Tim: Getting back to robotics. So, Japan has always been incredibly strong in robotics. I’ve always been quite skeptical of human-like robots. I mean, it’s interesting from an engineering point of view, but it seems like nobody really wants them. Boston Dynamics in the US, the Atlas is amazing. They can’t sell it. It doesn’t do anything. And like Azimo for a long time, SoftBank’s pepper. These kind of robots just don’t succeed in the marketplace. Why is that?

Shunsuke: That’s an interesting question. And we see many AI companies in US also started to create humanoids, and they say the robots will help their manufacturing process. I’m very skeptical about the idea of humanoids robots can be used to help manufacturing.

Tim: But we’ve been seeing this for 40 years, 30 years. So, do you think there will be a place for these humanoid robots?

Shunsuke: I don’t see any feasibility. But it’s always an interesting subject for engineers and also it’s I think it’s deeply rooted in human nature to create something similar to us.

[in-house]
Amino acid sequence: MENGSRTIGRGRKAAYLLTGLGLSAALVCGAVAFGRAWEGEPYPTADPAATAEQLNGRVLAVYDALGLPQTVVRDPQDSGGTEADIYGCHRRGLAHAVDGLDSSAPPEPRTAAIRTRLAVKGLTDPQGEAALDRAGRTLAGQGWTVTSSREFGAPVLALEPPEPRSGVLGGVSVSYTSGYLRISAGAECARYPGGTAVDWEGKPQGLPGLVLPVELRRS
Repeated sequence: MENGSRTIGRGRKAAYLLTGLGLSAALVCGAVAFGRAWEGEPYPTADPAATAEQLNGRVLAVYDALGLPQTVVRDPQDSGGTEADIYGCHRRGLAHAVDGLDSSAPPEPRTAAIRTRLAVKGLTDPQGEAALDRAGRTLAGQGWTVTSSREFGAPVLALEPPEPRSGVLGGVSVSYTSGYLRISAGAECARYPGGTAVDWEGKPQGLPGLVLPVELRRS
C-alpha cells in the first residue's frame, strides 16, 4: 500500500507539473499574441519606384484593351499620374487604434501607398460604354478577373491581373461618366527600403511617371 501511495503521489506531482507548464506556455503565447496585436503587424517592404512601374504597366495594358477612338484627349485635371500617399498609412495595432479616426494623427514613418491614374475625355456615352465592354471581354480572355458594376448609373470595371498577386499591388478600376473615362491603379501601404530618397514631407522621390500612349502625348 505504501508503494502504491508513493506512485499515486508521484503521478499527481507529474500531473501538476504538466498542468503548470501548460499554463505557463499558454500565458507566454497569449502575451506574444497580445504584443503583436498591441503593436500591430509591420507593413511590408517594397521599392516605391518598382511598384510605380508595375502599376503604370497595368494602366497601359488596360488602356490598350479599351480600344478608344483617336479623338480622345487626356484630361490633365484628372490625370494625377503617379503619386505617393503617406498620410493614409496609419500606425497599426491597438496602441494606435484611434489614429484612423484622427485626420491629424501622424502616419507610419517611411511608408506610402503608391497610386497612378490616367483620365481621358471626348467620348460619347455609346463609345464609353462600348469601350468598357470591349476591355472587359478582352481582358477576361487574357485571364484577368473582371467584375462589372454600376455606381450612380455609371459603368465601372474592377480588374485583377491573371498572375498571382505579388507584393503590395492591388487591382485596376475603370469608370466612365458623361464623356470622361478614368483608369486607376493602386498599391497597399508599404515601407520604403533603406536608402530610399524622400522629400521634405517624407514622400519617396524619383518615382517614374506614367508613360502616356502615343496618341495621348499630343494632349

Tim: Oh, okay. Yes. That’s definitely true. Yeah. I think you’re right. That’s going back from the dawn of civilization. Maybe we just can’t help it. But the most effective robots, like in industrial settings, it’s not trying to make something that looks like the worker, it is like looking at the task and trying to create the most efficient way of doing it, like extracting that useful industrial motion out of the process and building a machine. Or I guess kind of you guys are doing the same thing, with like the Qoobo, the cat robot. It’s kind of extracting the emotional component. It doesn’t look like a cat. I mean, maybe a little bit, but not really but it gives you that emotional connection.

Shunsuke: Right. It doesn’t have to look like a cat.

Tim: Right, right. Well, I guess compared to like Sony’s Aibo, which looks like a dog and behaves like a dog, but interact with it feels nothing like interacting with a dog. Whereas the Qoobo looks nothing like a cat, but somehow interacting with it feels like a cat.

Shunsuke: Yeah. That’s right.